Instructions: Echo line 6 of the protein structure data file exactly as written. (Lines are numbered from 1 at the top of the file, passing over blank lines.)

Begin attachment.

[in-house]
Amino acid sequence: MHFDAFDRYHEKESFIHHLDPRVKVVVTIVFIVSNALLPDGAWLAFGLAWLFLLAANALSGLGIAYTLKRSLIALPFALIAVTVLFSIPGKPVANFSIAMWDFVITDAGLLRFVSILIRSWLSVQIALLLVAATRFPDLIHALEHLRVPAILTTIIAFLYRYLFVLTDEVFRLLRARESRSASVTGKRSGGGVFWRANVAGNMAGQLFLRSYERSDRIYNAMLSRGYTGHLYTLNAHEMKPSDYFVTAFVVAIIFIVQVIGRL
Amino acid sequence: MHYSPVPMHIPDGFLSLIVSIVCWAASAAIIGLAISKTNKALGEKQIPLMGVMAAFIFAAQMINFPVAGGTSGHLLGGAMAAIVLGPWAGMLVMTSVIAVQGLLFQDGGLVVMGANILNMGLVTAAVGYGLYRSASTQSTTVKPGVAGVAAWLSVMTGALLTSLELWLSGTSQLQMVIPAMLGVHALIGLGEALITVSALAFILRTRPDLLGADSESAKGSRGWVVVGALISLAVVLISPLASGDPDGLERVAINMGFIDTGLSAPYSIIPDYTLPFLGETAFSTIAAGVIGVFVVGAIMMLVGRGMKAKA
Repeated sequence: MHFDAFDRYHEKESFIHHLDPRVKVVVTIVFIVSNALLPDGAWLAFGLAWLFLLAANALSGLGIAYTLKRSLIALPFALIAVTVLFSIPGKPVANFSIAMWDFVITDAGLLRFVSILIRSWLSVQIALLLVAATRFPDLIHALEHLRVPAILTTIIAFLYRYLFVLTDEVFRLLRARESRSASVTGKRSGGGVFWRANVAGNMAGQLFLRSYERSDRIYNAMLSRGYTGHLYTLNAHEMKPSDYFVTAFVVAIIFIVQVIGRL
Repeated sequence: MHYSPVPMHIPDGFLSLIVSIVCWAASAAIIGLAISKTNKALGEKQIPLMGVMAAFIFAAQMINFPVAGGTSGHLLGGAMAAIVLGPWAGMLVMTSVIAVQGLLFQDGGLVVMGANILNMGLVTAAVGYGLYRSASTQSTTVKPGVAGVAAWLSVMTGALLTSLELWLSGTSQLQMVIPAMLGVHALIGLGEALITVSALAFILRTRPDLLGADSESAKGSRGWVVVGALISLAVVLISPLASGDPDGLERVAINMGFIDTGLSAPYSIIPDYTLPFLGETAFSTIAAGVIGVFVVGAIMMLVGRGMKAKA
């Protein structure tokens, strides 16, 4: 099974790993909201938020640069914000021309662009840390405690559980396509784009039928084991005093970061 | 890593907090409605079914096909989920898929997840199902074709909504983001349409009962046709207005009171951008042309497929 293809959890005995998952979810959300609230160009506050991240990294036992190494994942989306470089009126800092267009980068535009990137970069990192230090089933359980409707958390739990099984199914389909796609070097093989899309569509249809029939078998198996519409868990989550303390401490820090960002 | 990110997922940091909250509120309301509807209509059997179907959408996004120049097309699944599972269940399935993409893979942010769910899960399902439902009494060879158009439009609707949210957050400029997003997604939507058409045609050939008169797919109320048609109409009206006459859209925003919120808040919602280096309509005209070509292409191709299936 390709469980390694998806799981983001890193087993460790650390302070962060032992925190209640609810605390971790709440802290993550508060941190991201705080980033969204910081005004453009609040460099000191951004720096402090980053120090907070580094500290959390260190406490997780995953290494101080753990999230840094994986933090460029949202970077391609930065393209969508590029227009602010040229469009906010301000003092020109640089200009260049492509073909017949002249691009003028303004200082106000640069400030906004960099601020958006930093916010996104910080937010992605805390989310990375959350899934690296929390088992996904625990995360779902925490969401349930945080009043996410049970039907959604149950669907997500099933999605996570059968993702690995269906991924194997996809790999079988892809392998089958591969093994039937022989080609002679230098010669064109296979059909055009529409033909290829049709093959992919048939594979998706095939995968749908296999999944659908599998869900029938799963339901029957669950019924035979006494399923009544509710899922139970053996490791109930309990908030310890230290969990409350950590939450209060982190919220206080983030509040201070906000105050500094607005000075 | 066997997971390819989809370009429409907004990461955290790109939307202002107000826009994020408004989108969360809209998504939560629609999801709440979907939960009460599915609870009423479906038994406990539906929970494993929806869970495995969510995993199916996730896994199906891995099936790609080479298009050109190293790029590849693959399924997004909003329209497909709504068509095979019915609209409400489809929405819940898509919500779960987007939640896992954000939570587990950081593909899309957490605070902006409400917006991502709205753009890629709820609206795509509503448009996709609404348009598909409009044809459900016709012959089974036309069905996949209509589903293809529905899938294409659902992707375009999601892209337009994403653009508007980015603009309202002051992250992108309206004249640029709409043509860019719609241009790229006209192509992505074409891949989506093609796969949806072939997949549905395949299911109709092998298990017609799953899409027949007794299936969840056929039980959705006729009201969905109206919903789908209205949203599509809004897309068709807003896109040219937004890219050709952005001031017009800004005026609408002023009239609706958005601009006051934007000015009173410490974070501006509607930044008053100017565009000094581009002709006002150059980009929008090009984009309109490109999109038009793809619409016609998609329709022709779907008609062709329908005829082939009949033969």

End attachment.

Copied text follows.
């Protein structure tokens, strides 16, 4: 099974790993909201938020640069914000021309662009840390405690559980396509784009039928084991005093970061 | 890593907090409605079914096909989920898929997840199902074709909504983001349409009962046709207005009171951008042309497929 293809959890005995998952979810959300609230160009506050991240990294036992190494994942989306470089009126800092267009980068535009990137970069990192230090089933359980409707958390739990099984199914389909796609070097093989899309569509249809029939078998198996519409868990989550303390401490820090960002 | 990110997922940091909250509120309301509807209509059997179907959408996004120049097309699944599972269940399935993409893979942010769910899960399902439902009494060879158009439009609707949210957050400029997003997604939507058409045609050939008169797919109320048609109409009206006459859209925003919120808040919602280096309509005209070509292409191709299936 390709469980390694998806799981983001890193087993460790650390302070962060032992925190209640609810605390971790709440802290993550508060941190991201705080980033969204910081005004453009609040460099000191951004720096402090980053120090907070580094500290959390260190406490997780995953290494101080753990999230840094994986933090460029949202970077391609930065393209969508590029227009602010040229469009906010301000003092020109640089200009260049492509073909017949002249691009003028303004200082106000640069400030906004960099601020958006930093916010996104910080937010992605805390989310990375959350899934690296929390088992996904625990995360779902925490969401349930945080009043996410049970039907959604149950669907997500099933999605996570059968993702690995269906991924194997996809790999079988892809392998089958591969093994039937022989080609002679230098010669064109296979059909055009529409033909290829049709093959992919048939594979998706095939995968749908296999999944659908599998869900029938799963339901029957669950019924035979006494399923009544509710899922139970053996490791109930309990908030310890230290969990409350950590939450209060982190919220206080983030509040201070906000105050500094607005000075 | 066997997971390819989809370009429409907004990461955290790109939307202002107000826009994020408004989108969360809209998504939560629609999801709440979907939960009460599915609870009423479906038994406990539906929970494993929806869970495995969510995993199916996730896994199906891995099936790609080479298009050109190293790029590849693959399924997004909003329209497909709504068509095979019915609209409400489809929405819940898509919500779960987007939640896992954000939570587990950081593909899309957490605070902006409400917006991502709205753009890629709820609206795509509503448009996709609404348009598909409009044809459900016709012959089974036309069905996949209509589903293809529905899938294409659902992707375009999601892209337009994403653009508007980015603009309202002051992250992108309206004249640029709409043509860019719609241009790229006209192509992505074409891949989506093609796969949806072939997949549905395949299911109709092998298990017609799953899409027949007794299936969840056929039980959705006729009201969905109206919903789908209205949203599509809004897309068709807003896109040219937004890219050709952005001031017009800004005026609408002023009239609706958005601009006051934007000015009173410490974070501006509607930044008053100017565009000094581009002709006002150059980009929008090009984009309109490109999109038009793809619409016609998609329709022709779907008609062709329908005829082939009949033969």